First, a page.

There’s an upside to this, at least locally. The Capri Theater is not the only venue to add jazz to its roster on a regular basis. If we are seeing far fewer club gigs for jazz artists, we are seeing far more jazz at theater venues. The Loring Theater (formerly Music Box) near downtown Minneapolis has brought in the likes of The Bad Plus, Marco Benevento, Matthew Shipp and KBEM’s summer Jazz Party. St. Barnabas Church in Plymouth has been running its monthly Jazz@St Barney’s series for several years. Studio Z in St. Paul’s Lowertown district has often booked avant garde and experimental jazz artists and now, thanks to a grant to Zacc Harris, has a monthly Jazz at Studio Z series through spring 2012. MacPhail Center for Music continues its Jazz Thursdays concerts and occasionally books other jazz artists for master classes and performances. Walker Art Center, in 2010-2011, boasted perhaps the most exciting series of jazz concerts in town, with Brad Mehldau and Dave Douglas highlighting the New Music series. Then there's the little underground performance space, Jazz Central, run by musicians Tanner Taylor and Mac Santiago to provide a place for musicians to do their own thing without concern for the bottom line. Every Monday night, there's one or more invited artists jamming and inventing and collaborating, creating some of the most exciting music in town.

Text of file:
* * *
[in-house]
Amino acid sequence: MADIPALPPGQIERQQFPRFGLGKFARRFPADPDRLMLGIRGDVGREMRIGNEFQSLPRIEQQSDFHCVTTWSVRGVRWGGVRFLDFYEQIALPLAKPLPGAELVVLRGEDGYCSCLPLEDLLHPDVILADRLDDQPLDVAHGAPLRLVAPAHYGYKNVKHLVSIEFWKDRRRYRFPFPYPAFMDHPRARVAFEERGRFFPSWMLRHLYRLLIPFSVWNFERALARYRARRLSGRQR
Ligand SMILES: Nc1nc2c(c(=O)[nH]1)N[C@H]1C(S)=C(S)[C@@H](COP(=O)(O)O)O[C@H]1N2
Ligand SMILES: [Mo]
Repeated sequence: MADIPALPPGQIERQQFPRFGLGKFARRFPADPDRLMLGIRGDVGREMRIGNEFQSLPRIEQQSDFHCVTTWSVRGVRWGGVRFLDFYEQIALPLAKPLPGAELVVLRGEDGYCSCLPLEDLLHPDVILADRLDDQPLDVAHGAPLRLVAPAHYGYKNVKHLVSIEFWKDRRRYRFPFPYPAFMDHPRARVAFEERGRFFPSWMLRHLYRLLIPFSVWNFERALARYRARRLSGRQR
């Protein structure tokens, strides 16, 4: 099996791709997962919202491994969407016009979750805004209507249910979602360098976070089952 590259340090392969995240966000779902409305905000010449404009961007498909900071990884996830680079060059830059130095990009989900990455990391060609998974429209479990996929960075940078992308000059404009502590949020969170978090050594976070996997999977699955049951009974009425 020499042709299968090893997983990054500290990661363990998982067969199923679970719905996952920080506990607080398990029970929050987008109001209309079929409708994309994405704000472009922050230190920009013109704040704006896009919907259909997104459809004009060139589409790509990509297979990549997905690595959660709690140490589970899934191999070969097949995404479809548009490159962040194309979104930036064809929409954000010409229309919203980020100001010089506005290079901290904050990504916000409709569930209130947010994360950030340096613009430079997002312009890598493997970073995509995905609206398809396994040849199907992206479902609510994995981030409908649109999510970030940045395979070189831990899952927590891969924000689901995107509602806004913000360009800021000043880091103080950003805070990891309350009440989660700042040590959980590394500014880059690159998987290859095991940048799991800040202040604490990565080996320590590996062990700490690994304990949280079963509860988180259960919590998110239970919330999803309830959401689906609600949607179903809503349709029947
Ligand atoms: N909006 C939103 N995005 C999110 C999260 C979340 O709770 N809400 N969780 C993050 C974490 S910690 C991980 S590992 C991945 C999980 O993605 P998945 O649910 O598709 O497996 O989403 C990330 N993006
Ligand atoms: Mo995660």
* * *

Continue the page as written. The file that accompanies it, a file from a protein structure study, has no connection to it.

Both the Bloomington Center for the Arts and Hopkins Center for the Arts include jazz on their season schedules, with Butch Miles, the Peterson Family, Joan Griffith and Sam Miltich, and more in Bloomington, while Joe Lovano’s Us Five, Connie Evingson, Evan Christopher and more will appear in Hopkins. The JazzMN Orchestra season, held at the Hopkins High School Performing Arts Center, schedules four concerts each season, often with a major visiting star (this season, including John Clayton and Terell Stafford). The Twin Cities Jazz Society brings 7-10 concerts to multiple venues around the metro each season, some as a cosponsor with other presenters, some on its own-- this season including cosponsoring Joe Lovano in Hopkins and local artists at Studio Z, the Artists Quarter and area high school auditoriums. And Orchestra Hall, which has long presented some jazz every season, now has its own Artistic Director for Jazz (Irvin Mayfield) and the increasingly interesting Piper Jaffray Jazz Series. This season, visiting artists include the Jazz at Lincoln Center Orchestra, Herbie Hancock’s solo piano concert, Kurt Elling and Lizz Wright, and Mayfield. And oh yes, the Capri Theater’s Legend series continues this season.